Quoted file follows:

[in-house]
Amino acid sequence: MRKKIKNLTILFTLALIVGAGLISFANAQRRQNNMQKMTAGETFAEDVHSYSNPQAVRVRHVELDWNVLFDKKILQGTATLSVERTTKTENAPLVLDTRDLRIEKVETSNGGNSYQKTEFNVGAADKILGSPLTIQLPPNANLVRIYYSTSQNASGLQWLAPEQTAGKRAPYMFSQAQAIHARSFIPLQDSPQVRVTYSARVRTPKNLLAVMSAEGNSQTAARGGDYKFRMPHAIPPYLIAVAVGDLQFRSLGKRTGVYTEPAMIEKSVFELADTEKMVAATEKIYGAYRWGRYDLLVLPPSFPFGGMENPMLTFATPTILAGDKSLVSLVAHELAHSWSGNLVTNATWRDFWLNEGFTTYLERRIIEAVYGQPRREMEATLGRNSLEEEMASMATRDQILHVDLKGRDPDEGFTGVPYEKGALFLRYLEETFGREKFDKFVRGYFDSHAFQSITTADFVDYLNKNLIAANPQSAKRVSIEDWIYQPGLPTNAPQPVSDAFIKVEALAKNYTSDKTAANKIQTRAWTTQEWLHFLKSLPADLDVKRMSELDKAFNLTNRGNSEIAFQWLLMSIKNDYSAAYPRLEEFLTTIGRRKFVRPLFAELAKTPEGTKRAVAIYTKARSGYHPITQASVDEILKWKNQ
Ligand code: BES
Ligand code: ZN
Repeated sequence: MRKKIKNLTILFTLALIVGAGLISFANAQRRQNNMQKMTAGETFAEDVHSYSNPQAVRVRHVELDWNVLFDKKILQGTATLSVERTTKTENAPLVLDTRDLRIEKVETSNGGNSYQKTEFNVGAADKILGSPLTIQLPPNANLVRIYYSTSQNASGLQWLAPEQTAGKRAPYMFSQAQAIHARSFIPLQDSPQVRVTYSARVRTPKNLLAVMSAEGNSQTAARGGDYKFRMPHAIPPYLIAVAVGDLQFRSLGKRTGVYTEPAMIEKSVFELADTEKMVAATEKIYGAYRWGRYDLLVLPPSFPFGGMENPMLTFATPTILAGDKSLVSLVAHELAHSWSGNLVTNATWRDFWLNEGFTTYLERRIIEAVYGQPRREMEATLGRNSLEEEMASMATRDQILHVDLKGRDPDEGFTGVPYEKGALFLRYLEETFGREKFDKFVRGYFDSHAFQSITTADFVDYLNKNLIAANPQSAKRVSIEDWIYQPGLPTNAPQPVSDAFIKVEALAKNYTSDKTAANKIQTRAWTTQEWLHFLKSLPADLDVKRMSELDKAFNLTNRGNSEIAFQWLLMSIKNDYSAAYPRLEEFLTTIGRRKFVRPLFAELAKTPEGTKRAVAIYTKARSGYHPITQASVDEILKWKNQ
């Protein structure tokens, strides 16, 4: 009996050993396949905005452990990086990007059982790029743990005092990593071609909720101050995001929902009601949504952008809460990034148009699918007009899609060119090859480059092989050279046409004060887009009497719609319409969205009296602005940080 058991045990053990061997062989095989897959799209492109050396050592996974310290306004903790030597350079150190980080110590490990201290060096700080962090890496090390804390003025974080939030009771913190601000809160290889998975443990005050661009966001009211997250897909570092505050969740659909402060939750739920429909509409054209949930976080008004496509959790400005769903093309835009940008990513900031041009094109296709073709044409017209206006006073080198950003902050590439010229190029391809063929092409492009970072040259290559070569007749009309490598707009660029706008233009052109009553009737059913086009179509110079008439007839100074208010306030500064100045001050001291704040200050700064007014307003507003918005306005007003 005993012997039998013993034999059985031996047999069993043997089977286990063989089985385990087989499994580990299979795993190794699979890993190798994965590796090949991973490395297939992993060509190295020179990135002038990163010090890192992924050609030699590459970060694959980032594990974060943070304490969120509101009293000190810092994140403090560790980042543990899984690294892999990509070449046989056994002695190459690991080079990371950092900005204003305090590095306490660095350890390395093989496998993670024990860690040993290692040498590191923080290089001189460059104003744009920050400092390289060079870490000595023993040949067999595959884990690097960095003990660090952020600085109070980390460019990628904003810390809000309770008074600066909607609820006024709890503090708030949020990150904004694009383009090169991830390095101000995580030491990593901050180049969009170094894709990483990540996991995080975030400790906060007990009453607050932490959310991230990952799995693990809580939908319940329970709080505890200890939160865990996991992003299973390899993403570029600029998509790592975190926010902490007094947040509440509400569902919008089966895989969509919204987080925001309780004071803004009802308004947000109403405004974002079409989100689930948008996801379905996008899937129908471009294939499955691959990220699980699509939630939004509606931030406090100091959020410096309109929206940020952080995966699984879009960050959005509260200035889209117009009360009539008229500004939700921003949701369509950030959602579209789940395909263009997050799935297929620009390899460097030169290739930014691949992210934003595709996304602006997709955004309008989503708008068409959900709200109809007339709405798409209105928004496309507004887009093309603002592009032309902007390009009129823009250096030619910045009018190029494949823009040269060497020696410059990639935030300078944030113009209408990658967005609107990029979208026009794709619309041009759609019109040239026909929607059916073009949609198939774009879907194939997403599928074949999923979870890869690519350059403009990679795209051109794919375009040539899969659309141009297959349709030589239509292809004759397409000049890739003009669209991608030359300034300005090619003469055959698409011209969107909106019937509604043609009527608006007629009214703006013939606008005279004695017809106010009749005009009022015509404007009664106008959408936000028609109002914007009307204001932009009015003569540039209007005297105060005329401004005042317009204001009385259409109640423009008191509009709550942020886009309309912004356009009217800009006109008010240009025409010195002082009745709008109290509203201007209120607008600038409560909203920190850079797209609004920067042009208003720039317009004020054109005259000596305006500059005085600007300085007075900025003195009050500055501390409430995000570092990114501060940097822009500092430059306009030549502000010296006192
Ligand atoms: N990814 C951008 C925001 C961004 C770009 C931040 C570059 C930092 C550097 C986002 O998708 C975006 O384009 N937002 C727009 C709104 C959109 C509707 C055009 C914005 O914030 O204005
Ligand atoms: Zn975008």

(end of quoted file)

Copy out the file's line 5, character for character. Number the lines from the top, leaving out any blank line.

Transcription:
Repeated sequence: MRKKIKNLTILFTLALIVGAGLISFANAQRRQNNMQKMTAGETFAEDVHSYSNPQAVRVRHVELDWNVLFDKKILQGTATLSVERTTKTENAPLVLDTRDLRIEKVETSNGGNSYQKTEFNVGAADKILGSPLTIQLPPNANLVRIYYSTSQNASGLQWLAPEQTAGKRAPYMFSQAQAIHARSFIPLQDSPQVRVTYSARVRTPKNLLAVMSAEGNSQTAARGGDYKFRMPHAIPPYLIAVAVGDLQFRSLGKRTGVYTEPAMIEKSVFELADTEKMVAATEKIYGAYRWGRYDLLVLPPSFPFGGMENPMLTFATPTILAGDKSLVSLVAHELAHSWSGNLVTNATWRDFWLNEGFTTYLERRIIEAVYGQPRREMEATLGRNSLEEEMASMATRDQILHVDLKGRDPDEGFTGVPYEKGALFLRYLEETFGREKFDKFVRGYFDSHAFQSITTADFVDYLNKNLIAANPQSAKRVSIEDWIYQPGLPTNAPQPVSDAFIKVEALAKNYTSDKTAANKIQTRAWTTQEWLHFLKSLPADLDVKRMSELDKAFNLTNRGNSEIAFQWLLMSIKNDYSAAYPRLEEFLTTIGRRKFVRPLFAELAKTPEGTKRAVAIYTKARSGYHPITQASVDEILKWKNQ